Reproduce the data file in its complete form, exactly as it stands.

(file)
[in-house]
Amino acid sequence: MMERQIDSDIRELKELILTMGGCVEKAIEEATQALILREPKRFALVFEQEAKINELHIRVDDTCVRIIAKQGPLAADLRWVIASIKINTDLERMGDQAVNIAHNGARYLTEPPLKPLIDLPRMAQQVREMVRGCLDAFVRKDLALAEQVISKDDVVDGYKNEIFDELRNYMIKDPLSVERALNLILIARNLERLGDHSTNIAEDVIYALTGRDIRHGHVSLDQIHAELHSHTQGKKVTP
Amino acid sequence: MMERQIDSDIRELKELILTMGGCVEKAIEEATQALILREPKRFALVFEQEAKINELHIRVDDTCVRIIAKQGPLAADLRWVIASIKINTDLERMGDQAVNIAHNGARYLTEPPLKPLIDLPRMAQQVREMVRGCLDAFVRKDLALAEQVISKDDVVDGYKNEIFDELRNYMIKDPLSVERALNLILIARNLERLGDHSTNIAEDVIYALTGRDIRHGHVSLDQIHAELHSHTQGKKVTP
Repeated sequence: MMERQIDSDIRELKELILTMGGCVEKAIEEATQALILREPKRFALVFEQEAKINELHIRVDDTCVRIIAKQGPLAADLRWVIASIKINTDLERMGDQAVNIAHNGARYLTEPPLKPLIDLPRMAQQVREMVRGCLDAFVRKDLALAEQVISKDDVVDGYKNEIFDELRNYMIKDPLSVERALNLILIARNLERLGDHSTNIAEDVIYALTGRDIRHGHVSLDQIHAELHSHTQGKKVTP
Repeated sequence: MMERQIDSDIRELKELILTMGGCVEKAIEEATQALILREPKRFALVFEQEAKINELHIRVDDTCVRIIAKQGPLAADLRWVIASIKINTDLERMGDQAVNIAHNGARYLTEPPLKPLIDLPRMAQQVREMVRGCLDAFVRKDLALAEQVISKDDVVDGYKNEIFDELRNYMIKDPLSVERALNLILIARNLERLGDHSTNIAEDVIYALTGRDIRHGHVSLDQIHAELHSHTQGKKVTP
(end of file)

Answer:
[in-house]
Amino acid sequence: MMERQIDSDIRELKELILTMGGCVEKAIEEATQALILREPKRFALVFEQEAKINELHIRVDDTCVRIIAKQGPLAADLRWVIASIKINTDLERMGDQAVNIAHNGARYLTEPPLKPLIDLPRMAQQVREMVRGCLDAFVRKDLALAEQVISKDDVVDGYKNEIFDELRNYMIKDPLSVERALNLILIARNLERLGDHSTNIAEDVIYALTGRDIRHGHVSLDQIHAELHSHTQGKKVTP
Amino acid sequence: MMERQIDSDIRELKELILTMGGCVEKAIEEATQALILREPKRFALVFEQEAKINELHIRVDDTCVRIIAKQGPLAADLRWVIASIKINTDLERMGDQAVNIAHNGARYLTEPPLKPLIDLPRMAQQVREMVRGCLDAFVRKDLALAEQVISKDDVVDGYKNEIFDELRNYMIKDPLSVERALNLILIARNLERLGDHSTNIAEDVIYALTGRDIRHGHVSLDQIHAELHSHTQGKKVTP
Repeated sequence: MMERQIDSDIRELKELILTMGGCVEKAIEEATQALILREPKRFALVFEQEAKINELHIRVDDTCVRIIAKQGPLAADLRWVIASIKINTDLERMGDQAVNIAHNGARYLTEPPLKPLIDLPRMAQQVREMVRGCLDAFVRKDLALAEQVISKDDVVDGYKNEIFDELRNYMIKDPLSVERALNLILIARNLERLGDHSTNIAEDVIYALTGRDIRHGHVSLDQIHAELHSHTQGKKVTP
Repeated sequence: MMERQIDSDIRELKELILTMGGCVEKAIEEATQALILREPKRFALVFEQEAKINELHIRVDDTCVRIIAKQGPLAADLRWVIASIKINTDLERMGDQAVNIAHNGARYLTEPPLKPLIDLPRMAQQVREMVRGCLDAFVRKDLALAEQVISKDDVVDGYKNEIFDELRNYMIKDPLSVERALNLILIARNLERLGDHSTNIAEDVIYALTGRDIRHGHVSLDQIHAELHSHTQGKKVTP